9. Treylon Burks, WR (Arkansas)
Burks was a monster Saturday in Oxford, hauling in 7 catches for 136 yards and a touchdown. It helps that he also has a flair for the spectacular, as evidenced by the catches below.
TWO INSANE TREYLON BURKS CATCHES
— PFF College (@PFF_College) October 9, 2021
On the season, Burks ranks 2nd in the SEC in receiving yards with 519 yards and 5th in yards per reception, ahead of stars like Jameson Williams, Dontario Drummond and Ainias Smith. NFL teams are already salivating at his freakish athleticism and great hands, and as Arkansas hits a softer portion of their schedule over the next month, his numbers should only improve.
8. Hendon Hooker, QB (Tennessee)
You knew the quarterbacks would make a run this season, didn’t you?
Hooker has been a revelation for the Vols since taking over for an injured Joe Milton against Pitt. In SEC play, he’s been almost perfect: 45-65, 671 yards, 7 TD and 0 interceptions. That’s over a first down per attempt and those numbers are just his passing numbers — he’s added 169 yards rushing and 2 touchdowns on the ground in those games.
Florida did a terrific job of containing him, but South Carolina and Missouri didn’t come close, allowing Hooker to pile up massive numbers and build huge Tennessee leads in games decided by halftime. Along with Josh Heupel, he’s made football fun again in Knoxville — and the SEC is better for it.
7. Darian Kinnard, OT (Kentucky)
Kinnard, a consensus preseason All-American, is the rock of a Kentucky offensive line that has now stood its ground against the Gators and bullied LSU in back-to-back weeks. Kentucky rushed for 330 yards on 45 carries against LSU’s front, with a 71.2% success rate on runs to Kinnard’s left side. Kinnard grades out as the top offensive tackle in the SEC and the 2nd-best in the Power 5, per Pro Football Focus. He’ll get his biggest test yet working against Georgia this weekend. If the SEC’s leading rusher, Chris Rodriguez, has any luck at all against the Dawgs, you can bet Kinnard will be a vital reason.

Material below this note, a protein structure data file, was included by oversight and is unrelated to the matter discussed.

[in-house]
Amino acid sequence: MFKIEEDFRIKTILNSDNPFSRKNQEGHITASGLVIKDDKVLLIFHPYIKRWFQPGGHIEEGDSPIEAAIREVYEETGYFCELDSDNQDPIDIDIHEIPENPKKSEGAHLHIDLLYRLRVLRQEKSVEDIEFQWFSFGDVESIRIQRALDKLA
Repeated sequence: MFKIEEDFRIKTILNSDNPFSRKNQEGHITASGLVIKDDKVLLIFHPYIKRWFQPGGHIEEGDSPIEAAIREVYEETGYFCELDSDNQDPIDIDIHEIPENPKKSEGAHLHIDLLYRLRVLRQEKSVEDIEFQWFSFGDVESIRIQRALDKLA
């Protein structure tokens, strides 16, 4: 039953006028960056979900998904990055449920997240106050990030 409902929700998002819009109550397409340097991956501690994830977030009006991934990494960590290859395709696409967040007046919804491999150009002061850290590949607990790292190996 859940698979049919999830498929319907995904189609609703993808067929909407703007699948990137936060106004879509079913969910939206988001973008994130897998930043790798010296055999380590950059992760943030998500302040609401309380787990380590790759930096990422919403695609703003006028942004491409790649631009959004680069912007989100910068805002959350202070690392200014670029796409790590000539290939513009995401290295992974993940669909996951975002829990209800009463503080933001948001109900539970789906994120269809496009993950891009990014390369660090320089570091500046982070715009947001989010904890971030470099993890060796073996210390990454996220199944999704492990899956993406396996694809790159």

6. Bryce Young, QB (Alabama)
If you keep waiting for Young to look like a freshman, well, you’ll be sorely disappointed (and still waiting) when the season ends. I don’t think Young is quite as good as his Heisman front-runner status suggests, but the freshman didn’t hurt his chances against Texas A&M. Playing a splendid Aggies defense, Young threw for 369 yards and 3 touchdowns in leading Alabama back from a double-digit deficit to a 4th-quarter lead. Yes, Alabama lost the game — but that wasn’t about Young. The better question is how badly Alabama would have lost without Young making plays like this one:
How did Bryce Young turn this into a first down?? pic.twitter.com/q53fZ5HB1q
— SEConCBS (@SEConCBS) October 10, 2021
Young now hits the season’s halfway point ranked 2nd in the SEC in passing yards and 3rd in the country in touchdown passes (20). A Heisman remains a real possibility given a watered down field and he’s getting better every week.
5. Will Anderson, LB (Alabama)